The root word for the Old Testament practice of meditation relates to the biological function of digestion. We have a similar English word: rumination. We ‘chew on’ ideas, we ‘digest’ materials. In a real sense we break down the thoughts, sights and sounds of life into their basic nutritional components and absorb them, using them for our benefit and the benefit of others. We would be better communicators if we allowed time for the inner processes to come to a completion before we uttered some of the empty outward expressions our conversations contain.
Allow yourself the space to build meaning, emphasize importance and express emotion. Perhaps we can, in our own way, incorporate the wisdom of C.S. Lewis, who said,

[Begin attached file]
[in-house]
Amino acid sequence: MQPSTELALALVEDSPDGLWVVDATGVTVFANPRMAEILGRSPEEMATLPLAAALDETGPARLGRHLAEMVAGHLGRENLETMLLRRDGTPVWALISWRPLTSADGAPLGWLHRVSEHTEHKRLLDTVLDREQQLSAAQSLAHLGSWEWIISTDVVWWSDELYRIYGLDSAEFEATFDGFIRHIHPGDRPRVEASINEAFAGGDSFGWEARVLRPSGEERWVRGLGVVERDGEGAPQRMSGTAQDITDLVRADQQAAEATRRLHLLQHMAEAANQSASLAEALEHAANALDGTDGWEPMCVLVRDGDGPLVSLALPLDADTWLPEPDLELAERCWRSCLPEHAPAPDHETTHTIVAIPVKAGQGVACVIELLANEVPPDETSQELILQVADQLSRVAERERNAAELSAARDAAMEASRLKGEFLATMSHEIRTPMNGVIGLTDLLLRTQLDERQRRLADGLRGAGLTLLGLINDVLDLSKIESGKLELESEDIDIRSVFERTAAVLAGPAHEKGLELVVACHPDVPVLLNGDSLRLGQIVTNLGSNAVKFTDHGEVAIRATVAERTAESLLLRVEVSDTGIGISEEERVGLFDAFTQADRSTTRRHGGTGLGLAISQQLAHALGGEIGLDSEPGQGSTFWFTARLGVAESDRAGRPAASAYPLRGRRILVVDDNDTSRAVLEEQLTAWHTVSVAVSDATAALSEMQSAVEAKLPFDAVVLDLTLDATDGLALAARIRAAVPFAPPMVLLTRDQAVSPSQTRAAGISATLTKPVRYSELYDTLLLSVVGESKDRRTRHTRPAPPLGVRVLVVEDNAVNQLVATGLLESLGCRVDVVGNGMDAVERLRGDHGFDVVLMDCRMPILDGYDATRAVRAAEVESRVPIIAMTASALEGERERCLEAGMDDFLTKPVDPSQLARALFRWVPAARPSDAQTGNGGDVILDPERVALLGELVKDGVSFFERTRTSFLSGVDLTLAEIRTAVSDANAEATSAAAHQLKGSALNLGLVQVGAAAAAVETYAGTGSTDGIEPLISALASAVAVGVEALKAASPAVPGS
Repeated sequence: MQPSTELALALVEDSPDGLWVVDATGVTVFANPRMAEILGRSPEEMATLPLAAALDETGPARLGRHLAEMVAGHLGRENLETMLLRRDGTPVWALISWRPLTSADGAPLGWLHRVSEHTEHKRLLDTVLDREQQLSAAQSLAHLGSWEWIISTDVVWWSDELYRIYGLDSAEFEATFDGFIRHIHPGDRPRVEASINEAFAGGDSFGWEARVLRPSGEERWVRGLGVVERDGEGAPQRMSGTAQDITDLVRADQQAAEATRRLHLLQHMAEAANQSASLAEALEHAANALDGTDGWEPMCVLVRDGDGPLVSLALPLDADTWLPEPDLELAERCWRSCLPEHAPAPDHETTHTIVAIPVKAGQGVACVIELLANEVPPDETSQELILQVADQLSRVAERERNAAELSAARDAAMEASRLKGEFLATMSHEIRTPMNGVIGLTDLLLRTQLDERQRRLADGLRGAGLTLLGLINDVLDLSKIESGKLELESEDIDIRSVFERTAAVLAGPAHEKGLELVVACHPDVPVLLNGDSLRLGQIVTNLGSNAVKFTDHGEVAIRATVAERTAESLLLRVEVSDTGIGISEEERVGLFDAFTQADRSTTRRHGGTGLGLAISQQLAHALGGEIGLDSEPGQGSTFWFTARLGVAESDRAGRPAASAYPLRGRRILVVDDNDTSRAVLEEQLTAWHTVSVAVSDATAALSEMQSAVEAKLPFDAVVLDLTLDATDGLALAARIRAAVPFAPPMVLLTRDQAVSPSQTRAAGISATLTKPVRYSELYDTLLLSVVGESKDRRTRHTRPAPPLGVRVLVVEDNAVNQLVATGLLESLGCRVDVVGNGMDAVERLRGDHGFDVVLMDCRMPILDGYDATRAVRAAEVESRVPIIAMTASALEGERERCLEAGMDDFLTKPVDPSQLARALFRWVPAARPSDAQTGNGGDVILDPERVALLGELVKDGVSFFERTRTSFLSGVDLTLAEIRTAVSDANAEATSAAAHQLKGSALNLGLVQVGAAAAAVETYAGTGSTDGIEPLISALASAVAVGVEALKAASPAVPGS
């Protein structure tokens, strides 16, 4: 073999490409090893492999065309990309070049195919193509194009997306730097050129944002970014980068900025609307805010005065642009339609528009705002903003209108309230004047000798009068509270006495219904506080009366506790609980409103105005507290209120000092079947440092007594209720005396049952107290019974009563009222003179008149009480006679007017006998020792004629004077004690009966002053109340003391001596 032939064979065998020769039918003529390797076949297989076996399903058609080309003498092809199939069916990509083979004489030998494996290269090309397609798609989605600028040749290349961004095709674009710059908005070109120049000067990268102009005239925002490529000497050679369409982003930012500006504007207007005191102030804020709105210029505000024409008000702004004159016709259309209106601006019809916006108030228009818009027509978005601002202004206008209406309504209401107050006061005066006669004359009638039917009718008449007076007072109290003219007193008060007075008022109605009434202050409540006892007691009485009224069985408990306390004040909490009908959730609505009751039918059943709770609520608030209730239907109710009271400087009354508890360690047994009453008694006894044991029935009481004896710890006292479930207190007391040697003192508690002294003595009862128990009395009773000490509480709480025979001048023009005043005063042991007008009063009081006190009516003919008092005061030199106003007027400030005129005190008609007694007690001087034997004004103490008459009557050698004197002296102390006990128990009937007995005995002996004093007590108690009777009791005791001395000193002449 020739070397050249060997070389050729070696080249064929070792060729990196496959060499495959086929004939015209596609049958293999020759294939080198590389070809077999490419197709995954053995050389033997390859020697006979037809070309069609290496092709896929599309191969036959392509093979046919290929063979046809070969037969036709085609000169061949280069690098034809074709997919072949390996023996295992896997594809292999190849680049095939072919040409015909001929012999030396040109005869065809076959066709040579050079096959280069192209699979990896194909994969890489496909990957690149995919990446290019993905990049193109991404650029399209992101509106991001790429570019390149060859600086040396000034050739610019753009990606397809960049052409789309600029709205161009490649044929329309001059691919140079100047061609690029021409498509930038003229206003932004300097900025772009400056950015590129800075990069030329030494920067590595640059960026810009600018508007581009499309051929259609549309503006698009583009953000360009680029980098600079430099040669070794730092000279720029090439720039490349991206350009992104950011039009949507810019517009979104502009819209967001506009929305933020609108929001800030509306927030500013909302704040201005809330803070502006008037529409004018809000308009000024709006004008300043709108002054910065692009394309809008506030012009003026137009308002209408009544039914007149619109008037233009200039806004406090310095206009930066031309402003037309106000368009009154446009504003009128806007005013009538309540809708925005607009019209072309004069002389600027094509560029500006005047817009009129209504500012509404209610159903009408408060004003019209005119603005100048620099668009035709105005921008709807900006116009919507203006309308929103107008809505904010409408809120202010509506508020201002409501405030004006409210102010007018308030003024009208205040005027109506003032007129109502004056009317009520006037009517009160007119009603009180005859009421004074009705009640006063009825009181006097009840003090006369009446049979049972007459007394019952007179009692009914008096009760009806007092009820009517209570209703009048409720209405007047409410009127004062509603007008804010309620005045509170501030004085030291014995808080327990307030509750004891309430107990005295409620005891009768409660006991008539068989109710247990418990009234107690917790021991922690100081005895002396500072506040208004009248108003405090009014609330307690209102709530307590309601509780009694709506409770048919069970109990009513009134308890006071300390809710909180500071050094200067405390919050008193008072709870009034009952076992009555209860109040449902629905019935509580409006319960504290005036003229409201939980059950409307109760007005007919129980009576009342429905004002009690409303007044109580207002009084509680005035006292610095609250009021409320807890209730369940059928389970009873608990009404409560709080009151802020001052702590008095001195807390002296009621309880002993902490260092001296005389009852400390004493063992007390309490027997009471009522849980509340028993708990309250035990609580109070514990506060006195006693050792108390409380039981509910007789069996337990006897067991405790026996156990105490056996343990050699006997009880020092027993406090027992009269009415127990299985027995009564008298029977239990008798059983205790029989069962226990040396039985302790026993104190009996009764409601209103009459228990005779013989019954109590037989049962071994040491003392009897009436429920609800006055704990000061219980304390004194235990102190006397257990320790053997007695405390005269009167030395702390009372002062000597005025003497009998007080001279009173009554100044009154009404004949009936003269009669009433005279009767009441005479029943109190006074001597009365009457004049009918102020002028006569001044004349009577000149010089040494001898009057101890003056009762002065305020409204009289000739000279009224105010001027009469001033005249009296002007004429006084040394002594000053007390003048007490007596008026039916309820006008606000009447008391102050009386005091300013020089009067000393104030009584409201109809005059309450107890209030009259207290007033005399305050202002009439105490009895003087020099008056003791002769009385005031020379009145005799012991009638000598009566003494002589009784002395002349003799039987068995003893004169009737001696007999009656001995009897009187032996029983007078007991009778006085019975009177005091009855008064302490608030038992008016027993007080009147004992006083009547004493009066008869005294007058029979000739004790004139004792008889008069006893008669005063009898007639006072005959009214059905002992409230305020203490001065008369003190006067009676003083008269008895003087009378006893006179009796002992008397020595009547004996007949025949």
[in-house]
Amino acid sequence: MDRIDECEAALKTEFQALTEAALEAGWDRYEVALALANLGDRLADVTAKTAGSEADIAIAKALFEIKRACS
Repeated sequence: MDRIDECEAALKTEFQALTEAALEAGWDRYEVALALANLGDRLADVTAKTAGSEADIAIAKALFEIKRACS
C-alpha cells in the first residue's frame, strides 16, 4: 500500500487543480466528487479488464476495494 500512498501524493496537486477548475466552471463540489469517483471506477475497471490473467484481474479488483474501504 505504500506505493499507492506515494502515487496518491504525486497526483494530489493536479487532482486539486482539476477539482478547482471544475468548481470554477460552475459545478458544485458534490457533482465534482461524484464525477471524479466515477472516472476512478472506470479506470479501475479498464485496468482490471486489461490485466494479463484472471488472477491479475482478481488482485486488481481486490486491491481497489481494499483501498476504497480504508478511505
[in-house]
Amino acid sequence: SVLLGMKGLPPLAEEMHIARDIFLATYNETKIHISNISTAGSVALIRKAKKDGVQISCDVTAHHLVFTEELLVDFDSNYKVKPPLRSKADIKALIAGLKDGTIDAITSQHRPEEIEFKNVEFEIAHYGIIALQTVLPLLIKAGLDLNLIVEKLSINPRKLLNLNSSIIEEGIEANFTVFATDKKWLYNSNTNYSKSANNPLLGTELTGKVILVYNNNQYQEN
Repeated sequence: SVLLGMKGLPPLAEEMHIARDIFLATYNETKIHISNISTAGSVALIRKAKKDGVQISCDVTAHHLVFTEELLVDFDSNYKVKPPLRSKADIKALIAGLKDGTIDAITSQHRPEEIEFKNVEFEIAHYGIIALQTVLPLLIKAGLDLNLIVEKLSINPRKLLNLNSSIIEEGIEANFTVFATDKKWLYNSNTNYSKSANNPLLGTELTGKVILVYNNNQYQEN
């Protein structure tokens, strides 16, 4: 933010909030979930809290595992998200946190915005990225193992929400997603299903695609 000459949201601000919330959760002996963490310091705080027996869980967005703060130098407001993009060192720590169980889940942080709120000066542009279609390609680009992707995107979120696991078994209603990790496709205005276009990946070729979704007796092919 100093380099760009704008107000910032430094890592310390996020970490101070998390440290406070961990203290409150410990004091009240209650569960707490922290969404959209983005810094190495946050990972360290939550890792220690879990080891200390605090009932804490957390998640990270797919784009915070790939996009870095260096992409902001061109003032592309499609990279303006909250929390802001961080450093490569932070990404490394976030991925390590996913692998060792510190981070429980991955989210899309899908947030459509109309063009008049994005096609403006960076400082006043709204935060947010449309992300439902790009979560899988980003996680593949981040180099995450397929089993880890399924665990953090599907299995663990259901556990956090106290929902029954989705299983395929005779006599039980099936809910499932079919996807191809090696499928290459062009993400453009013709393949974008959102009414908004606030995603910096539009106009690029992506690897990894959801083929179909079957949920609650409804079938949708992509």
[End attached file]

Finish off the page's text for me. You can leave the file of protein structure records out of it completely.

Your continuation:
“A pipe gives a wise man time to think and a fool something to stick in his mouth.”
We all can benefit from a little time to think and then utter just the right expression.
Recently, I had the opportunity to deliver a sermon on one of my favorite Bible passages: Mark 4:35-41. This portion of scripture recounts Jesus’ stilling of the storm. I find this section of God’s word particularly impactful because of the question someone in the boat asks of Jesus: “Teacher, don’t you care if we drown?” That is a question that each one of us has asked (or will ask) whoever we understand to be our Supreme Being when our lives are on the brink of shipwreck. When we come to the end of ourselves, when our brains and our brawn have been exhausted, we all want to know if God will be there to deliver us from danger.